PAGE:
Now I remember why I’ve never succeeded at quitting sugar. Withdrawal feels just like depression. In fact, according to healthline.com depression and anxiety are two possible symptoms of sugar withdrawal, along with changes in sleep patterns, cognitive issues and cravings. Yup. Check. Check. And check.
My brain feels like it’s offline. I wake up exhausted and stay exhausted all day. I got to bed feeling like I’m made of lead but I’m not sleeping through the night. I struggle to care about anything and I just want to escape to oblivion.
Also included in this package deal are nausea, tingling, dizziness and lightheadedness.
The good news is that it only lasts about 10 days and, for me, I want to experience a little anxiety along the way because my plan is to deliberately break the link between tough emotions and eating. As Dr. Eddie O’Connell says in The Psychology of Peak Performance, “If you want to do well in high pressure situations, you have to practice in high pressure situations.”
Although he is talking about elite athletes, this is my everyday version of a high pressure situation. I am practicing the art of managing uncomfortable emotions without masking them with food, drink or some other unhealthy strategy.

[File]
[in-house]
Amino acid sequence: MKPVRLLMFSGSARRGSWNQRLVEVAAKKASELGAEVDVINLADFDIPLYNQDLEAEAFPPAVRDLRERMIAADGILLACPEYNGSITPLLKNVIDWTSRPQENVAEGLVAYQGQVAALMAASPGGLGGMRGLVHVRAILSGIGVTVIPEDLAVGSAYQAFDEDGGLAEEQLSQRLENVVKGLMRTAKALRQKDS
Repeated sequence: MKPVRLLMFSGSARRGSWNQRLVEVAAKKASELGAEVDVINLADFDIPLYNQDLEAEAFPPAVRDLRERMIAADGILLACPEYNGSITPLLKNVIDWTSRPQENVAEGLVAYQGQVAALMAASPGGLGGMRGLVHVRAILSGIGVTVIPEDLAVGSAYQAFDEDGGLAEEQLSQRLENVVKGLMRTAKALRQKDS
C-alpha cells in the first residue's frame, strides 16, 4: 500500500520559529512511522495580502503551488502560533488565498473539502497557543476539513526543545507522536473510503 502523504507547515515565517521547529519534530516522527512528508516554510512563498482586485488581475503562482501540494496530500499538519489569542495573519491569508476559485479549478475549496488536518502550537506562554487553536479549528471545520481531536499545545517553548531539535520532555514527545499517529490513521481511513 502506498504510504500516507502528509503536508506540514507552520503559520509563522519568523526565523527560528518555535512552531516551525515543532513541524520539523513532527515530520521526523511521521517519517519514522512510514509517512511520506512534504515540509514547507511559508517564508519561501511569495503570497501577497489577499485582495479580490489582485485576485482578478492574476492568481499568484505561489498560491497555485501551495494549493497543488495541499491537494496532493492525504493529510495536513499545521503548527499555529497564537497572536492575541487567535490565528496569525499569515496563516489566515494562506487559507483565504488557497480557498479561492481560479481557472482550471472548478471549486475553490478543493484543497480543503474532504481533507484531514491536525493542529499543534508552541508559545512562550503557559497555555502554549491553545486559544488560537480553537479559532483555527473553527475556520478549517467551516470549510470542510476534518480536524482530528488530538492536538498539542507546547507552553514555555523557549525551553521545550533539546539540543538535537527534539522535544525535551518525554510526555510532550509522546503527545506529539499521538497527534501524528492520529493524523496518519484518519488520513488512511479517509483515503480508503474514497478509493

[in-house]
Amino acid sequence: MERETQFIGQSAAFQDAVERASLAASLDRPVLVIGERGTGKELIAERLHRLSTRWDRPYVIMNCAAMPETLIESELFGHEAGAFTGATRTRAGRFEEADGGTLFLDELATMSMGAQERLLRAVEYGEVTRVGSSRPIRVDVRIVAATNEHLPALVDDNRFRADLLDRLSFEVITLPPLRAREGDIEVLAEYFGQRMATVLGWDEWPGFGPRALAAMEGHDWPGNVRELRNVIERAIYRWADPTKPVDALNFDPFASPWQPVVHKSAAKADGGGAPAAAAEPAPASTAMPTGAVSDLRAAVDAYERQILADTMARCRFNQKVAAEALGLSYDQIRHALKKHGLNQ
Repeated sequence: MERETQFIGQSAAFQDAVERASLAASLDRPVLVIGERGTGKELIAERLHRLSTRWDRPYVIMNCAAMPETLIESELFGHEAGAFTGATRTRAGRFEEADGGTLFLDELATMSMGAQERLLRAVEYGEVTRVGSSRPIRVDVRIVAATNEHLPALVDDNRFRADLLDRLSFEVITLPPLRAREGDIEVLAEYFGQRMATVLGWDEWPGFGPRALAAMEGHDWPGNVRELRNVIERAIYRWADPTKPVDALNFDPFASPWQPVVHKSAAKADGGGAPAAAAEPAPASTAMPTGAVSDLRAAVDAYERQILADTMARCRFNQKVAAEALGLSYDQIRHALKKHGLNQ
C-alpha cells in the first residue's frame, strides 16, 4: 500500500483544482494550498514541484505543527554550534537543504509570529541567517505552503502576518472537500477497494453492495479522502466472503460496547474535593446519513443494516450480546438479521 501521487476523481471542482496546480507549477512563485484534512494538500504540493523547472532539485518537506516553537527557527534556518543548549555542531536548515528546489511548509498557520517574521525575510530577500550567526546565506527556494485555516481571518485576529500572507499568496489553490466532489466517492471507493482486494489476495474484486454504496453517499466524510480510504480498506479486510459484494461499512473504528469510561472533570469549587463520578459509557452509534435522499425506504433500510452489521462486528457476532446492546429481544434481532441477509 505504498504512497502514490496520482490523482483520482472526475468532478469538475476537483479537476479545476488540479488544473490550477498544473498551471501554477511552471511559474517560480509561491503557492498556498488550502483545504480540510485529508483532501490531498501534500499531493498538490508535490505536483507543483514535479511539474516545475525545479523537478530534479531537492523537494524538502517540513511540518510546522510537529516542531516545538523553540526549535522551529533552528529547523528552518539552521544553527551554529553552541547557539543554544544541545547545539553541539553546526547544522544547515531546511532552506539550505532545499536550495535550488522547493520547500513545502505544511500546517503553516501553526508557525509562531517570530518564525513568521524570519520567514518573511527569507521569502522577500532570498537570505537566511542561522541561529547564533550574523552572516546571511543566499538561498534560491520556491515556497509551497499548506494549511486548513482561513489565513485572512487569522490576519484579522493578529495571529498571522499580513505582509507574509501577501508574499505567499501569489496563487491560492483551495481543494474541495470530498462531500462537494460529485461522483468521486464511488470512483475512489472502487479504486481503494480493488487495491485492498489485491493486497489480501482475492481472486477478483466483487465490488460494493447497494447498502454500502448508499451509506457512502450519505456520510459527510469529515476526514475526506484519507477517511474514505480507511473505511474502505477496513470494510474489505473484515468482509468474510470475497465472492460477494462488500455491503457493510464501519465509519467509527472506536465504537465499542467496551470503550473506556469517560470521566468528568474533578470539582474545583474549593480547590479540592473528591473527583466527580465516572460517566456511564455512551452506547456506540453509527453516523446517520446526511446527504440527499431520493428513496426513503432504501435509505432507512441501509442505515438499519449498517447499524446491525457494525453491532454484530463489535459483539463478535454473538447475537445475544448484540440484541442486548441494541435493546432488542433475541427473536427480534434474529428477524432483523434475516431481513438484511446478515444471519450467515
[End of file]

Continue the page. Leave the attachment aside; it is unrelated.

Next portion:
It’s funny how much you realise you’re capable off when you stop trying to escape the bad stuff. There have been so many times I’ve said, “I just wouldn’t cope with that.” Turns out I would. I can and I am, and every time it I do it, I trust myself a little bit more and feel a little bit stronger.
That’s what I’m choosing to focus on right now, while I feel fuzzy and miserable. It won’t last long and when I get to the other side, I’ll have proved to myself that I can blast through limitations that have held me back my entire life.